Book Notes

Just a few thoughts for a Friday evening. Since finishing Infinite Jest, I’ve been focusing on Laurie King’s The Beekeeper’s Apprentice, which I’m reading for my non-mystery book group, even though the book happens to be a detective novel. I’m almost finished with it, and I’ll write a proper review later, but my conclusion will be that the book is a disappointment. It has many potentially interesting things in it, but it never manages to pull everything together to be a really engaging read, and if a detective novel isn’t an engaging read, there’s a problem. From what I’ve heard from my book group friends, I don’t think there will be much controversy over this one; everyone so far has agreed it’s not that great. Oh, well.

I received one new book in the mail this week: Robert Dessaix’s Twilight of Love: Travels with Turgenev. I know nothing about Dessaix and have never read Turgenev (although I’ve been meaning to for a long time), but this book interested me because it’s a combination of memoir, travel narrative, and literary history, and I love books about books and writing that mix genres in this way. This is what Publisher’s Weekly says:

While the problem of irrational love in a world of reason is the dominant theme, Dessaix’s work explores much more: Russian theology, the experience of being far away and therefore barbarian in European eyes, the modern confusion of the erotic with the sexual, and of course, the problem of death.

And on the topic of books about books and writers, I recently learned that J.C. Hallman will be publishing a very interesting-sounding anthology called The Story About the Story, a collection of essays by writers about writing. The Table of Contents looks absolutely fabulous. It has selections by Virginia Woolf, Vladimir Nabokov, Salman Rushdie, Cynthia Ozick, Geoff Dyer, Randell Jarrell, Susan Sontag, and a whole bunch of other great people. The idea is that these selections are personal approaches to literature — great writing about great writing. (As I look over the Table of Contents I’m wondering why he didn’t include a selection from Nicholson Baker’s U&I, but, of course he couldn’t include everything).

Amusingly enough, I found out about the book on this blog, in the comments of which I called Hallman an impolite name (if you read the post, you’ll see why), and then Hallman himself appeared and responded. The internet can be such a great place, can’t it? I love it that people can be having a book discussion and then all the sudden the author can show up and contribute. Even if I do get caught out being impolite…

After I finish reading Laurie King, I’m not entirely sure what I will pick up next, although perhaps something I’m more likely to like, perhaps something older and canonical. Or perhaps an interesting nonfiction. We’ll see.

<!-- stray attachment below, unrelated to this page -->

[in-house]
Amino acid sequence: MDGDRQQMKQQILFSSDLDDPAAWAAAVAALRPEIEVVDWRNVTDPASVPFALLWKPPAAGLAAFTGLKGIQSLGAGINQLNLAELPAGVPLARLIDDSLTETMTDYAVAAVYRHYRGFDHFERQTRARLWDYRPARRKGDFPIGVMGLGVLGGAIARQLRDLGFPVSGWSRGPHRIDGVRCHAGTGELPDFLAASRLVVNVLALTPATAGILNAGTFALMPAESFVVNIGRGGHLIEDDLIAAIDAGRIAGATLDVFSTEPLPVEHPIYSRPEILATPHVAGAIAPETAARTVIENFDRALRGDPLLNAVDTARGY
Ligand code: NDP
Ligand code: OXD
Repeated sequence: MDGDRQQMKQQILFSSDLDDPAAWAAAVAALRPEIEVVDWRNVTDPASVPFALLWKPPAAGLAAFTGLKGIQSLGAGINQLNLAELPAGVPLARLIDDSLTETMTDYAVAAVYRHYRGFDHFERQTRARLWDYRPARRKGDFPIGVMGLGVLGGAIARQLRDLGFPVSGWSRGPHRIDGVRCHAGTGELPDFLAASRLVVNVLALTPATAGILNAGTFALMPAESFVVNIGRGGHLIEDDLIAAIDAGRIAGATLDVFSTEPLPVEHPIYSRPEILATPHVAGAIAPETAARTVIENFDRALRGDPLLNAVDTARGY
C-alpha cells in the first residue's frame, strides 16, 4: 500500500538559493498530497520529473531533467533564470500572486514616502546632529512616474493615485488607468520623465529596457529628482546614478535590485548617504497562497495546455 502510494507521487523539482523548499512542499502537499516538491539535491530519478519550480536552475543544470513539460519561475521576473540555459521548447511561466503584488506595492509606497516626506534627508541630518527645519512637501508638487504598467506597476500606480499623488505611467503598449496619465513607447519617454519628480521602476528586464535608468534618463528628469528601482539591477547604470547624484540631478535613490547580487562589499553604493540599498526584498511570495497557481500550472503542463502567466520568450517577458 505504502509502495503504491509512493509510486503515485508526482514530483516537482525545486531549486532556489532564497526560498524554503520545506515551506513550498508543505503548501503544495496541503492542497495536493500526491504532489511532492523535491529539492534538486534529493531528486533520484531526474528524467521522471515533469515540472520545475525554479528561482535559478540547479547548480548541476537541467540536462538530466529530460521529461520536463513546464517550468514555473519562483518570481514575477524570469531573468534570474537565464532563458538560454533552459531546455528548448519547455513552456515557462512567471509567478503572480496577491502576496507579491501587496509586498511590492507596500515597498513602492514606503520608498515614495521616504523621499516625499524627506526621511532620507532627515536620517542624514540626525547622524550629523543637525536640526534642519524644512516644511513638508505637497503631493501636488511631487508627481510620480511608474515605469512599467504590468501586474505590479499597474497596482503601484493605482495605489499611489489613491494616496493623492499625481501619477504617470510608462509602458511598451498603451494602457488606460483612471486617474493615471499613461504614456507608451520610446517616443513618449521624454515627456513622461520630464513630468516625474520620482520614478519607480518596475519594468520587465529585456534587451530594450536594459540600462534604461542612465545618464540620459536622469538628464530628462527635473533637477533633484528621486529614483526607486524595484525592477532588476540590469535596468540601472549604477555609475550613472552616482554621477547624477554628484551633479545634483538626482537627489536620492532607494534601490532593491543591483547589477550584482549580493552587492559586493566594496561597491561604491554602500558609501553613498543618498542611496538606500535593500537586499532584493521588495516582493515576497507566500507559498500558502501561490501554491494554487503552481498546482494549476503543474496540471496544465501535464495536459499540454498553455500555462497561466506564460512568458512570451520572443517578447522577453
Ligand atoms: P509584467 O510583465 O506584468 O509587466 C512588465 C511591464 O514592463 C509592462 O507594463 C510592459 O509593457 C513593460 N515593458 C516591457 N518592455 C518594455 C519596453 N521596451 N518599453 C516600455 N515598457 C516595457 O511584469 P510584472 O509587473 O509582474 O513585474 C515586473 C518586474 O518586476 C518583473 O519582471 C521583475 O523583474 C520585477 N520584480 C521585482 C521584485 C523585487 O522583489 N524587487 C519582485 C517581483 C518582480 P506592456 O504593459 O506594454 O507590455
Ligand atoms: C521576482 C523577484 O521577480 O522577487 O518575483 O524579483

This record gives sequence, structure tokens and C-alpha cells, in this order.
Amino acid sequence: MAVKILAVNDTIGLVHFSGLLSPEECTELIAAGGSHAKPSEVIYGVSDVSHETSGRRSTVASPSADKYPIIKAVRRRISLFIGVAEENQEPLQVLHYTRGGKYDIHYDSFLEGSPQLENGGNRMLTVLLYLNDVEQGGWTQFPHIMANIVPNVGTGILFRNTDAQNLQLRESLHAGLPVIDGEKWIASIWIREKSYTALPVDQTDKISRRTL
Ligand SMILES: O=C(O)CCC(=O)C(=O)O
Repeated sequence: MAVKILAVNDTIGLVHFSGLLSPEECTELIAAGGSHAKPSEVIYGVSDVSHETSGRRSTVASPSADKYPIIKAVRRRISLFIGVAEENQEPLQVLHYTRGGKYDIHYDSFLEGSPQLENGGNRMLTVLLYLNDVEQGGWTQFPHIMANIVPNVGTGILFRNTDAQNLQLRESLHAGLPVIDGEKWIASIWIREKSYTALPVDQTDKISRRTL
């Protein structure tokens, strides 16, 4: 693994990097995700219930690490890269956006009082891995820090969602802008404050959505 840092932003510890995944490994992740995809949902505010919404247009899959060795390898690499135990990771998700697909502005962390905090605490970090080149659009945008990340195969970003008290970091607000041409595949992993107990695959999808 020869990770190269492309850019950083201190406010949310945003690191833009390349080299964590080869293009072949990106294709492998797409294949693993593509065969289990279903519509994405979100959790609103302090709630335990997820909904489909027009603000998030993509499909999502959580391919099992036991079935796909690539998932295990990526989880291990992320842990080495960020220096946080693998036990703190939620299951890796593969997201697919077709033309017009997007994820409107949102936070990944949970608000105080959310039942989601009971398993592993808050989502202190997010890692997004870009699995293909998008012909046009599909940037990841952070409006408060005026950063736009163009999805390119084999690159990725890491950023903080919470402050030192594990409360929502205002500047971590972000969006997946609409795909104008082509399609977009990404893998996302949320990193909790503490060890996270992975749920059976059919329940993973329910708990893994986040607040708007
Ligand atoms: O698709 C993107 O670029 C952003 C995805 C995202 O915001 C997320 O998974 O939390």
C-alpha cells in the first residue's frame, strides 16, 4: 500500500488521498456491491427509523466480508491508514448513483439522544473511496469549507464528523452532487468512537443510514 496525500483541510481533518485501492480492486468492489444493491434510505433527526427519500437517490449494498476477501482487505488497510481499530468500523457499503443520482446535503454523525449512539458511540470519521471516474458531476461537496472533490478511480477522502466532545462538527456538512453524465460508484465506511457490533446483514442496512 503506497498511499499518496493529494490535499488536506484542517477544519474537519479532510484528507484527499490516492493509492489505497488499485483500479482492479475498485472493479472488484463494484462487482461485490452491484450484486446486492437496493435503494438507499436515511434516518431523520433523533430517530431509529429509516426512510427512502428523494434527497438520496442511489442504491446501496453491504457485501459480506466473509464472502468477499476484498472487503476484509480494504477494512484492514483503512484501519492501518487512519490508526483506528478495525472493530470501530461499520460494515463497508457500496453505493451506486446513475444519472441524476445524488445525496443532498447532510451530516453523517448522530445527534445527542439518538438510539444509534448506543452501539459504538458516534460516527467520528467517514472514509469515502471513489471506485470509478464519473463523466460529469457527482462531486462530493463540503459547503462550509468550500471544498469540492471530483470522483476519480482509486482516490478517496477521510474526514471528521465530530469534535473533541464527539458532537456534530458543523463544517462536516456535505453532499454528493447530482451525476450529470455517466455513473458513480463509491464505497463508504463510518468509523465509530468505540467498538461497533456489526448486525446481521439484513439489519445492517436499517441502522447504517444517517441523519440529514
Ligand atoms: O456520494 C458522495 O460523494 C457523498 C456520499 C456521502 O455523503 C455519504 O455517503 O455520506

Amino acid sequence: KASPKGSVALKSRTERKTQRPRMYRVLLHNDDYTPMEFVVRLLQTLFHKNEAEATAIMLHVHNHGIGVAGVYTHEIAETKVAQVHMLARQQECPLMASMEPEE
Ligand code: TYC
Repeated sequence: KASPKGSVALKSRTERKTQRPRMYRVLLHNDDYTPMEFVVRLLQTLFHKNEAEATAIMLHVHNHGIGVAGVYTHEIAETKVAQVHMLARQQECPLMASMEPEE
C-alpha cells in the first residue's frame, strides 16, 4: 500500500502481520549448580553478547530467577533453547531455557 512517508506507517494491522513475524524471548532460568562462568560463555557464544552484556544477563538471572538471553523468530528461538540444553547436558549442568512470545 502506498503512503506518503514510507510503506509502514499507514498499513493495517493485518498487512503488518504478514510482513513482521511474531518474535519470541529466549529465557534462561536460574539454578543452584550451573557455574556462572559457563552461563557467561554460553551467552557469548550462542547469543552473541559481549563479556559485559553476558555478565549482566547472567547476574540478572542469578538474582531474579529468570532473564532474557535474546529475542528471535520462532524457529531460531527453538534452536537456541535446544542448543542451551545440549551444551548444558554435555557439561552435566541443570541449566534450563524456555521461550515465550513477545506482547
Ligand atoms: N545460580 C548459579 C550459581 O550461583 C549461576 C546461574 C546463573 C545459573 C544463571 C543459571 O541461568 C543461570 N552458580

Filed under Books, Fiction, Nonfiction

18 responses to “Book Notes

  1. I’m at the LebowskiFest in Minneapolis this year, so I’m a bit drunk, but I appreciate this (mostly) kind post…

    Check out The Story About The Story…


  2. I’m sorry to hear that The Beekeeper’s Apprentice hasn’t been a success. I love that whole series, but I do think the first book is the weakest. Book 3 is where she really hits her stride.


  3. Ooh what a coincidence! I’m reading that Robert Dessaix right now and I can assure you it’s excellent. He writes so beautifully.

    The discussion with Hallman was quite a hoot, actually. Ah, only in the virtual world!


  4. Sarah

    I agree with Teresa that the Mary Russell series doesn’t really get going until book 3, as King lays the groundwork and writes episodically in the earlier books. I’ve enjoyed it though, as I have a deep love of the Holmes stories.

    Dessaix is a well known essayist and novelist here in Australia. The work of his I’ve read (including Travels with Turganev) has been wonderful- lyrical and thought provoking. I’ve been meaning to read his latest (Arabesques), another genre blending book focusing on Andre Gide, so thanks for the reminder!


  5. Laurie King’s first book is a bit of a mishmash and it took me a while to get through it as I never quite felt that ‘I can’t put this one down’ urge! If you do think you feel the inclination to give her work another try, she really does get better! The Dessaix book sounds interesting–your posts on books like these always make me want to read outside my comfort zone…now if only I would do it!


  6. Lisa

    I was thinking of reading it because of my growing interest in beekeeping. But I haven’t even read much Holmes.


  7. The King books get progressively better as you go. (Is there in echo in the comments today?) I hope this one reading experience does not turn you off of the rest. I kept reading because I am such a Holmes fan, and I loved seeing the female patterned version of an uber detective. And I am glad I did.